Data Scraping consists in collecting data on the internet from publicly available sources, leveraging bot-built automations. It thus allows users to gather data at high-speed, and consequently extremely competitive price. Endly, it will allow you to convert unstructured data, mainly from web pages online, into clean, usable, structured datasets.
According to a large-scale industry research from MarketResearchFuture, the industry is valued in 2019 at USD 420 mio., and is expected to reach roughly USD 1 billion (!) by 2026, with a compound annual growth rate (CAGR) of 13.1% during the forecast period 2020-2026.
Emerging and extremely promising fast-pace double digit-growth industry in a word. Huh.
Though, while reading the publicly accessible Linkedin User Agreement, you’ll quickly notify any data scraping activity is explicitly forbidden:
Don’t. Explicit enough.
Thus, is such a large industry relying on illegal practices? After all, is it not similar to stealing?
Let’s be clear here: data scraping is of course a fully legal activity.
Public data, specifically facts (prices, names, locations), are not related to any property ownership. Private companies denying automated access are overstepping its rights, privatizing collectively-owned information.
As all area, the scope of activity is though limited to restrictions:
- no copyright-related material
- no container replication
In other words, you can collect data at high-scale through data scraping activity. But, please, do not gather artworks, and do not reproduce initial database structure.
Publicly available data on the internet, like products pricing, email addresses, or real estate location, is not related to any copyright. This Introduction paper from Cornell University is specifying through an extremely explicit language:
Data that is factual has no copyright protection under U.S. law; it is not possible to copyright facts.
Basically speaking, you can collect data manually, staffing a low-paid, unhappy intern, whose 9-5 is copy-pasting content on a web page. Or you can use a state-of-the art, technology-driven, competitive scraper. Getting structured data at a competitive price. And leveraging precious human resources.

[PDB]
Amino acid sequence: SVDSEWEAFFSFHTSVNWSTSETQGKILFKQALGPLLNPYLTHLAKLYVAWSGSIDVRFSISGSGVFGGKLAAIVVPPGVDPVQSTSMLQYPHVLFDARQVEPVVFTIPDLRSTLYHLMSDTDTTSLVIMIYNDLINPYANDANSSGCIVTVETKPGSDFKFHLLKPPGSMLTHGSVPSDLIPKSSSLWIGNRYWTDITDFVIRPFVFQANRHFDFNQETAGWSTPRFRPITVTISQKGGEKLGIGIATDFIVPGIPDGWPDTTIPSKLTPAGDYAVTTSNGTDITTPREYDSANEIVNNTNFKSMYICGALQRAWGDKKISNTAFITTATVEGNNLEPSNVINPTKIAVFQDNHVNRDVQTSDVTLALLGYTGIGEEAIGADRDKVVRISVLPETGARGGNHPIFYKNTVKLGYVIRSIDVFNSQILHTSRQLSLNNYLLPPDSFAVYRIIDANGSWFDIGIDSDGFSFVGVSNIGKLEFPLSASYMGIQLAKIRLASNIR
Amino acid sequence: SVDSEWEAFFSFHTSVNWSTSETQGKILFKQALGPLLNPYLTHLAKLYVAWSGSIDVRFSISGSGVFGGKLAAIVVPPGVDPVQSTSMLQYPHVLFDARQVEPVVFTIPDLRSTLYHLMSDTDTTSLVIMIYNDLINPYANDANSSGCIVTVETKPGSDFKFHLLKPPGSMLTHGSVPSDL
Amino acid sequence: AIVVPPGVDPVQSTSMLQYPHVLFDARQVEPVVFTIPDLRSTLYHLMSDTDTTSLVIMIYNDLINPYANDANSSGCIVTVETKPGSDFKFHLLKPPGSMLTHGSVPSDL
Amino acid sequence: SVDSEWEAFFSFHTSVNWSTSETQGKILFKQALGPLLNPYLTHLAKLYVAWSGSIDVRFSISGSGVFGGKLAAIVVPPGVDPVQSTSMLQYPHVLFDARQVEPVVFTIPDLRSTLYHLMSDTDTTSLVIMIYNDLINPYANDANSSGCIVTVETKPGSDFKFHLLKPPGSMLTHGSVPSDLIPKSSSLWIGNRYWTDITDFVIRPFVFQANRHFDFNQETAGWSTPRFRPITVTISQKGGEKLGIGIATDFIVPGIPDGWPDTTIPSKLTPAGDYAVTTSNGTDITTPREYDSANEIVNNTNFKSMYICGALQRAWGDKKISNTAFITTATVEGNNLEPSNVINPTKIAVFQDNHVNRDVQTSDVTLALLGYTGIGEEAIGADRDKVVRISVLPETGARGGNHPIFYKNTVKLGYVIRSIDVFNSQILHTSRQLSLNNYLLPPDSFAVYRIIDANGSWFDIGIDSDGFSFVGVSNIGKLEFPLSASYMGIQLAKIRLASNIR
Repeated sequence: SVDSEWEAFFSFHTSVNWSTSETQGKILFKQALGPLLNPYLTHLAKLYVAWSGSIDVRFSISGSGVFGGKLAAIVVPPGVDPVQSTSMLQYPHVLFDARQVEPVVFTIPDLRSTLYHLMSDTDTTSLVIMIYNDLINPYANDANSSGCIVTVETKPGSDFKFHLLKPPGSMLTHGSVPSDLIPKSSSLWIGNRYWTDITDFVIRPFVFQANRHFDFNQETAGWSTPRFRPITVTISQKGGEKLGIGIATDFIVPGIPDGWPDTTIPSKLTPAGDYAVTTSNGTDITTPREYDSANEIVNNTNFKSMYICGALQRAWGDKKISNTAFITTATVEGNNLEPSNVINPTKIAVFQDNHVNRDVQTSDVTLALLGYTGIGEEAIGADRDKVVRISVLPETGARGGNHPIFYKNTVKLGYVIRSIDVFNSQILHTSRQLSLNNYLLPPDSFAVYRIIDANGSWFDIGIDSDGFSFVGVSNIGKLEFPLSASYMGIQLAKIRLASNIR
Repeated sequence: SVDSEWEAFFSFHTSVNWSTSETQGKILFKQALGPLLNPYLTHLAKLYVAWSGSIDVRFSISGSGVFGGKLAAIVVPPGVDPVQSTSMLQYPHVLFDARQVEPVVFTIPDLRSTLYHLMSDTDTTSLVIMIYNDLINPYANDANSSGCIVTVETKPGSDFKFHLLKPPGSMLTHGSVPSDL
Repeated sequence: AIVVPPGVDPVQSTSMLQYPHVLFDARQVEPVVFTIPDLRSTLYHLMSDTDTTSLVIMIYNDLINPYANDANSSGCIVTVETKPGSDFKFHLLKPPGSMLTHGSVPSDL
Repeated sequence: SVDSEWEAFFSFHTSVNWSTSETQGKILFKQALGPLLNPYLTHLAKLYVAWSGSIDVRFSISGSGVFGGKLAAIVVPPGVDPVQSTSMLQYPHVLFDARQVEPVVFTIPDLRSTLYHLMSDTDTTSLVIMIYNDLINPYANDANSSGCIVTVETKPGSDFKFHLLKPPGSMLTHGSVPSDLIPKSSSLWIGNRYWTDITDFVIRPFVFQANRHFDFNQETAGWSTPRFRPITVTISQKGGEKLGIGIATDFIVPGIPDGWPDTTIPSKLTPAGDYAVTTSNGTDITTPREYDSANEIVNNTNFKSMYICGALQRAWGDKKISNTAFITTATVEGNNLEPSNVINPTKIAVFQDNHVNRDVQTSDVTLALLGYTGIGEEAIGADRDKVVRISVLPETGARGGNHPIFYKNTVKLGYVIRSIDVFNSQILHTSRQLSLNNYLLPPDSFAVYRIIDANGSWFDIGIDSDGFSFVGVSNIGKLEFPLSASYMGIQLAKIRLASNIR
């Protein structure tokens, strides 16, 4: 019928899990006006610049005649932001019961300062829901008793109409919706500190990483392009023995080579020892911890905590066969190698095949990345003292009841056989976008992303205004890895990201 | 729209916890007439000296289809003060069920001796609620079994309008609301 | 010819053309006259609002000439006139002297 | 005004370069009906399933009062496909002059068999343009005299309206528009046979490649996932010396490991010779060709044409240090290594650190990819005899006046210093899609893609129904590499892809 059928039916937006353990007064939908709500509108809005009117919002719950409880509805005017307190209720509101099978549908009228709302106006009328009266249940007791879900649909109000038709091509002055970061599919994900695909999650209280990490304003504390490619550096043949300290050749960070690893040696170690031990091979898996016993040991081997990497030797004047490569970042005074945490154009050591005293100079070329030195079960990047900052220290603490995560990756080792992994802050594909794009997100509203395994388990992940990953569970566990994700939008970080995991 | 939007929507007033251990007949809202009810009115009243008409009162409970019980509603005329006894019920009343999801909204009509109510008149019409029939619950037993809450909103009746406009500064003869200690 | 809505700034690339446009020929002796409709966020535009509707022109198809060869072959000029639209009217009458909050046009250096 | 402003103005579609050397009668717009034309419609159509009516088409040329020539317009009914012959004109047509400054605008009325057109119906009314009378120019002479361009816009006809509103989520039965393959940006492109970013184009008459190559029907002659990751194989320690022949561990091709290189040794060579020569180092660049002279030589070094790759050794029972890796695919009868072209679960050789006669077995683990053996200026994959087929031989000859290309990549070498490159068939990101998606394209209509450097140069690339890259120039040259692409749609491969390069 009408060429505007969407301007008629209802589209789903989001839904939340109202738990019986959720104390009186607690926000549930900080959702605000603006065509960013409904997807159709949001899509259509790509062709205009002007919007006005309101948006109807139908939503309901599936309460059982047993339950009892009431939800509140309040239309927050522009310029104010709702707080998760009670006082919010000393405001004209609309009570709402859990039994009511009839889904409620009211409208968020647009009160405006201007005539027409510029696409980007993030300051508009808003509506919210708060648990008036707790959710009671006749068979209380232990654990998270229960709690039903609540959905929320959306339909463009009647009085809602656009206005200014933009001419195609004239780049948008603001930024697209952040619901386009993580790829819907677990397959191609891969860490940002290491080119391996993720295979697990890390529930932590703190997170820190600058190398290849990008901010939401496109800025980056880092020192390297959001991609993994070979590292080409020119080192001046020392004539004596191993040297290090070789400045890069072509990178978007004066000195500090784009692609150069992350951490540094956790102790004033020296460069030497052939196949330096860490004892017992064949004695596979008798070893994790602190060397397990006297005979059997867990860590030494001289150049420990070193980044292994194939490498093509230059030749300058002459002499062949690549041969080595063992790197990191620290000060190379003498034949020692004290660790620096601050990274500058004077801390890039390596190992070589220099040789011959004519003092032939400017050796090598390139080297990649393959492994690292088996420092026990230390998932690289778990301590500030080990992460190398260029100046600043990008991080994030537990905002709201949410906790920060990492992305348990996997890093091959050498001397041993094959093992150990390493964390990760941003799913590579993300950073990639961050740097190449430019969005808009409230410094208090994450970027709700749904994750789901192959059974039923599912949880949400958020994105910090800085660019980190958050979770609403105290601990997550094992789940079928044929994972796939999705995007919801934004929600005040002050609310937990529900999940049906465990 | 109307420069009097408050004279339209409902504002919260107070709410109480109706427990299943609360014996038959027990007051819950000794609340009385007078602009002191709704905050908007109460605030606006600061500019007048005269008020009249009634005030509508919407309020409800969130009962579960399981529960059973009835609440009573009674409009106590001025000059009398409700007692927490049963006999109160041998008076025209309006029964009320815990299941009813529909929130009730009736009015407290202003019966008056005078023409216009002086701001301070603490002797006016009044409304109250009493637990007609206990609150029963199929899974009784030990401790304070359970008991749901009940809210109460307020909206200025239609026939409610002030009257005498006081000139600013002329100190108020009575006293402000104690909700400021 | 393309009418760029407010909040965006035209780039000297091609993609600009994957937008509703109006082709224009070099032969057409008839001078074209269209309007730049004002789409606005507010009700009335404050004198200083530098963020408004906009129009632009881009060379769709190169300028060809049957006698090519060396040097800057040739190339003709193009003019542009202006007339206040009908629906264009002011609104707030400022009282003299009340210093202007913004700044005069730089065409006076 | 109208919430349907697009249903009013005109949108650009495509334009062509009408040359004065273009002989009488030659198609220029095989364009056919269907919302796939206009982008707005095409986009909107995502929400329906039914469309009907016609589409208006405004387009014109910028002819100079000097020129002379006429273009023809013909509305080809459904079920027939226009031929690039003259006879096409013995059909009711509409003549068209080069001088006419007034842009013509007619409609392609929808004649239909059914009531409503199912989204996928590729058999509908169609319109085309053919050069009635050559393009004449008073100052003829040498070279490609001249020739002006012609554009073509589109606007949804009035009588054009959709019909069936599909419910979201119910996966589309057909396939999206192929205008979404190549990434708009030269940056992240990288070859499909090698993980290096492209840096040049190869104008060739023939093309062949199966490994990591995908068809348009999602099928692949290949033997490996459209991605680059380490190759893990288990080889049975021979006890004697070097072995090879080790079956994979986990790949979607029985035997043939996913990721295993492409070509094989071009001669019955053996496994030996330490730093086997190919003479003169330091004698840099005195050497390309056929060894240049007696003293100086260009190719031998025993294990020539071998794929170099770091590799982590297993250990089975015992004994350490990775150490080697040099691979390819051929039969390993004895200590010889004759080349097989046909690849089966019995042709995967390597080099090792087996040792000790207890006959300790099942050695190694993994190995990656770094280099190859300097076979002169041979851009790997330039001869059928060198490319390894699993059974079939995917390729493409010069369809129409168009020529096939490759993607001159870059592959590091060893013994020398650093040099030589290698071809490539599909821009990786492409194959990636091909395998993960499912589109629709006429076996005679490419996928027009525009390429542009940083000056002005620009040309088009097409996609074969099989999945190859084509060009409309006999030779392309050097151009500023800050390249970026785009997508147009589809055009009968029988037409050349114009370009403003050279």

Art is art
Though, as also mentioned in this extremely valuable article from LegalZoom, some data publicly available on the Internet are not facts, but artworks protected by copyright.
Data scraping is thus a legal activity, but downloading artworks available on the internet at large scale and re-selling them on the Internet without rewarding the original maker is of course a clear violation of the right.
Art is art.
Endly, as properly mentioned by the excellent paper from the Cornell University, if facts public property, and can be gathered, container is not:
A database, on the other hand, can have a thin layer of copyright protection. Deciding what data needs to be included in a database, how to organize the data, and how to relate different data elements are all creative decisions that may receive copyright protection.
In other words, if the facts are publicly owned, the structure of the container hosting these facts — such as table organization, datapoints labels, and overall database architecture — is to be considered as a copyright-material.
Content, yes! Container, be careful.
Data scraping is a fully legal — and highly value-added — activity, allowing the final user to rely on structured and clean data, acquired at a competitive price. Publicly available data is not related to any copyright and can be considered as collectively owned.
If some large private companies are explicitly banning this kind of activity, they do not rely on any legal support, and are overstepping their rights.
In April 2022 it happened again: the Ninth Circuit rejected again Linkedin prosecution over HiQ Labs and found that scraping data that is publicly accessible on the internet is not a violation of the Computer Fraud and Abuse Act, or CFAA.